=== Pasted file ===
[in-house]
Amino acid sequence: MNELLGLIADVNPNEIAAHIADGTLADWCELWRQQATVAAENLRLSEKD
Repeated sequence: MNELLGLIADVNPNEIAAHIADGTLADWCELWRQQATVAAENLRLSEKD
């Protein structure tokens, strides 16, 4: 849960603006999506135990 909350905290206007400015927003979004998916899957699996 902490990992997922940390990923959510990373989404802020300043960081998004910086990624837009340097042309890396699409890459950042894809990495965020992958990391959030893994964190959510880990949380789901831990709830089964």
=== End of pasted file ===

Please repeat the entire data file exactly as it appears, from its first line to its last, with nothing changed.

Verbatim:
[in-house]
Amino acid sequence: MNELLGLIADVNPNEIAAHIADGTLADWCELWRQQATVAAENLRLSEKD
Repeated sequence: MNELLGLIADVNPNEIAAHIADGTLADWCELWRQQATVAAENLRLSEKD
């Protein structure tokens, strides 16, 4: 849960603006999506135990 909350905290206007400015927003979004998916899957699996 902490990992997922940390990923959510990373989404802020300043960081998004910086990624837009340097042309890396699409890459950042894809990495965020992958990391959030893994964190959510880990949380789901831990709830089964």